Act Your Age: Adulthood Defies Definition

Deniz Bölöni-Turgut, Co Editor-in-Chief

   Trinity Prep alumnus Varun Bhatia stares up at his lights in bewilderment. Just moments before, the electricity cut off with no warning, casting him and his apartment into darkness. The cause was not a thunderstorm, but a mistake on Bhatia’s part.

   “I remember once when I first moved into Berkeley, in my apartment, I didn’t even know that I had to pay a recurring PG&E electricity bill because the lights were on,” Bhatia said. “I thought ‘oh okay, I guess we just get free electricity.’ I think, after 8 months, the electricity shut down.”

   Graduating seniors are often told that the transition to college is synonymous with the transition to adulthood. Yet, as Bhatia’s experience illustrates, this is not always the case. In the United States, a citizen is eligible to vote, to be drafted and to sign legally binding contracts on their eighteenth birthday. However, 18 year olds are still unable to rent cars at most rental agencies and are below the legal drinking age of 21. These varying age restrictions make adulthood difficult to define.

   “You tend to see adult behaviors more often when you have frontal lobe development which is going to be in your mid to late twenties depending on gender and depending on genetics,” guidance counselor Rylan Smith said. “Once people are past the early twenties and they start to find occupations … [that’s] when you start to see people having more adult-like behaviors.”

   Eighth grader Gustavo Membreno said that he believes adulthood to be a state of both increased freedom and responsibilities, and views college graduates as adults.

   “My parents are a pretty good example of adults,” Membreno said. “They figured it out. They have a place to live, a job, kids.”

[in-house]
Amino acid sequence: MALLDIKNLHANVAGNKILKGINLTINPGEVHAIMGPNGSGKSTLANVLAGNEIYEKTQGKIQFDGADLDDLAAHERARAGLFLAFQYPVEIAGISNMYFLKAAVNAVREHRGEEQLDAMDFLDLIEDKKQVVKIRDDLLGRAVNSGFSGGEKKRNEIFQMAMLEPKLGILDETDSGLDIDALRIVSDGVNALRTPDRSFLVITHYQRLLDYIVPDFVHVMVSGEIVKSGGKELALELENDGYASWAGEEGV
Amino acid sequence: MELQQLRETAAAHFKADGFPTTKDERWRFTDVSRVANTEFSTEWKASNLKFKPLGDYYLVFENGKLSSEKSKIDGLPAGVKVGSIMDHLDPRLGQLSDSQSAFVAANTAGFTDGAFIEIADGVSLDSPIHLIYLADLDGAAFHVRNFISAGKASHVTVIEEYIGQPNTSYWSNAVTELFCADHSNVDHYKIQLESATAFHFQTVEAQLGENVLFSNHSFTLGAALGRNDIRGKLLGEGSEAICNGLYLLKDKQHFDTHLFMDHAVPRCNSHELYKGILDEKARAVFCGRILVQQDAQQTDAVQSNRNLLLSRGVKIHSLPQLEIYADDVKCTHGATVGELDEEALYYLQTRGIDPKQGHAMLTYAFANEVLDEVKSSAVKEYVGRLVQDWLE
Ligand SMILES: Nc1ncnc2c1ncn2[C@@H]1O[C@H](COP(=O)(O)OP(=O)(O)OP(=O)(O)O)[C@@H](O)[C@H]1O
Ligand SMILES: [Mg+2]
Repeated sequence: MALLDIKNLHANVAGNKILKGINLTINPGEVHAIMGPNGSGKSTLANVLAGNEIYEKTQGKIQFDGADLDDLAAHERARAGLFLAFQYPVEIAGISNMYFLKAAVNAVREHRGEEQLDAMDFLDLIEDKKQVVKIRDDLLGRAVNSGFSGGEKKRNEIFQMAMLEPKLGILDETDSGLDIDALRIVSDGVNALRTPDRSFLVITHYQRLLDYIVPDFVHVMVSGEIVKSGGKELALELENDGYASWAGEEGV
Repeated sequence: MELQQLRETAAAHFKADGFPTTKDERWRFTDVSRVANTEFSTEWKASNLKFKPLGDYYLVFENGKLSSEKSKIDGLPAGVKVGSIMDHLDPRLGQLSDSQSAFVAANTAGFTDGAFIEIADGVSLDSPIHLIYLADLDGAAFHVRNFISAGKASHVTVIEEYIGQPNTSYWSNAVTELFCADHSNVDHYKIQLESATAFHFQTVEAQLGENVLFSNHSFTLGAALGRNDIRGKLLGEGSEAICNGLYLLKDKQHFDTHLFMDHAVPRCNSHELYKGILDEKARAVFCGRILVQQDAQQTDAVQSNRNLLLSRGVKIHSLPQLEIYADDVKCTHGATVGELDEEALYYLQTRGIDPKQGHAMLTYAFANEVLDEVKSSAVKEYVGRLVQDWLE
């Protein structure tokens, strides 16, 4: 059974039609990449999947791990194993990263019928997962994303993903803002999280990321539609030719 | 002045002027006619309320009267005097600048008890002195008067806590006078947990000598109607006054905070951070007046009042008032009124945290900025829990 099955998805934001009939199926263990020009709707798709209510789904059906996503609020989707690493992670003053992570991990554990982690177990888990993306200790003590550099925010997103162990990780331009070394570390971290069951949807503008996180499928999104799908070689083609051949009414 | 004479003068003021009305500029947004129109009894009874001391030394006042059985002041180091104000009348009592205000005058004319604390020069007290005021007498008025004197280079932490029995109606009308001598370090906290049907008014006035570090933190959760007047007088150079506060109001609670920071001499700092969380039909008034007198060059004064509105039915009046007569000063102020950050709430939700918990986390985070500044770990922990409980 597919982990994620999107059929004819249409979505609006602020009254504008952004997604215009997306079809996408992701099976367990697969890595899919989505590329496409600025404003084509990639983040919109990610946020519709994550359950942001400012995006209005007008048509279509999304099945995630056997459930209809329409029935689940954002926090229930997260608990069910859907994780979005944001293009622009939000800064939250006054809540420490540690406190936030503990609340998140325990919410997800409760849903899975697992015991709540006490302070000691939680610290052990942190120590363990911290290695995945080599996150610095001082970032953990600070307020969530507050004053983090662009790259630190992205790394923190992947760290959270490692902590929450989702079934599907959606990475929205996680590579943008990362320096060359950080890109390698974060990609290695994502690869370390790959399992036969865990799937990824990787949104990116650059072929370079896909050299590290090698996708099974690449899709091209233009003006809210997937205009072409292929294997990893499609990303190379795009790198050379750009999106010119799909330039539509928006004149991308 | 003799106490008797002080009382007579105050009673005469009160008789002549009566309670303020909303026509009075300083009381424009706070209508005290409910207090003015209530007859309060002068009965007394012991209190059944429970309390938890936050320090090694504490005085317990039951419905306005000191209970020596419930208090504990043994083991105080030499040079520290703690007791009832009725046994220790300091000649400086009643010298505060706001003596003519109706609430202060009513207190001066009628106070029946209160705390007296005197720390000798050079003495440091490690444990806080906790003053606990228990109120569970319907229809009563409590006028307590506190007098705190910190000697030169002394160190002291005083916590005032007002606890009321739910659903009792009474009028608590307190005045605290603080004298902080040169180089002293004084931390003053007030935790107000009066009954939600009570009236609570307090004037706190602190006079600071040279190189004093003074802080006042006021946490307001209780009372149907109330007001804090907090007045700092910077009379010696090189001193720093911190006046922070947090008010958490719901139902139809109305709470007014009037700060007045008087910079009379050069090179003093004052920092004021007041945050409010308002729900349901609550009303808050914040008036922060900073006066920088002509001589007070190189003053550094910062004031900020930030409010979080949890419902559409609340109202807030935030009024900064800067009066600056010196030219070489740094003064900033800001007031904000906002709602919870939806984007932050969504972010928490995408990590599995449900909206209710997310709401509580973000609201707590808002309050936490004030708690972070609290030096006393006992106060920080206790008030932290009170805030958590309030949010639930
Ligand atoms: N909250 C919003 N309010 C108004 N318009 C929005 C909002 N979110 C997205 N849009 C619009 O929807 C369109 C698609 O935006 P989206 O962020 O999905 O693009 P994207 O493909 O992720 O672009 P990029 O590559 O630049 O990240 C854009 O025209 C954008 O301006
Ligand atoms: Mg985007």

Tangible milestones like those mentioned by Membreno are commonly cited as signs of adulthood. In a 2019 survey of 2,000 Americans aged 16-51 conducted by OnePoll and Farm Rich, the top three indicators of adulthood were maintaining a financial budget, buying a house and filing taxes. Yet, Smith said that emotional maturity also plays a big part.

   “Being an adult is more than an age,” Smith said. “[Adults] are not just reacting anymore; [they] are actually looking at pros and cons and taking responsibility for those decisions right or wrong.”

   Bhatia agrees that both emotional maturity and the ability to apply knowledge to a personal career path are necessary. According to Bhatia, one fundamental milestone on the road to adulthood is failure and learning to overcome it.

   “You’re not always going to be at the top,” Bhatia said. “Because college is much more difficult than high school and your career is probably going to be a little more difficult than what you experience in college, … you need to understand in a difficult situation, you may fail the first few times. But, [consider] what kind of learning experience can you have from those failures that you can apply to the experience that you have later on to make sure that it is more successful.”

   Many of these types of learning experiences which guide a person towards adulthood come with time. Yet, Smith said that a lot of emotional growth occurs through classroom interaction which was interrupted during the COVID-19 pandemic.

   “I think students on one level have experienced a lesser degree of resiliency because as schools, we tended to be a little more forgiving and less stuck on deadlines [during the pandemic],” Smith said. “But, then in other ways, I look at you all and I think [that] there are actually places that you are more resilient because you recognize that certain things are out of your control.”

   Every year (with the exception of the 2020-2021 academic year), the guidance counseling office sponsors the Senior Retreat, an overnight trip packed with outdoor activities and workshops designed to guide graduating seniors in the transition to college. This year, Senior Retreat took place from March 31-April 1. 

   “One of the things we wanted you to do on the retreat was think about where you want to go and what’s important to you,” Smith said. “[We wanted] to get you to think about [how] it’s more than just what your parents want for you, it’s what you want for you. … Who are you going to be next year and what are you going to put into place to make that happen?”

   Graduating high school is only the first step towards adulthood and Smith said there are ways to grow and reflect individually.

   “[You should] not be afraid to look yourself in the mirror … and own the decisions you make,” Smith said. “Recognize that your consequences are your consequences and not get caught up in the blame game where it becomes about everybody else. … Really own who you are.”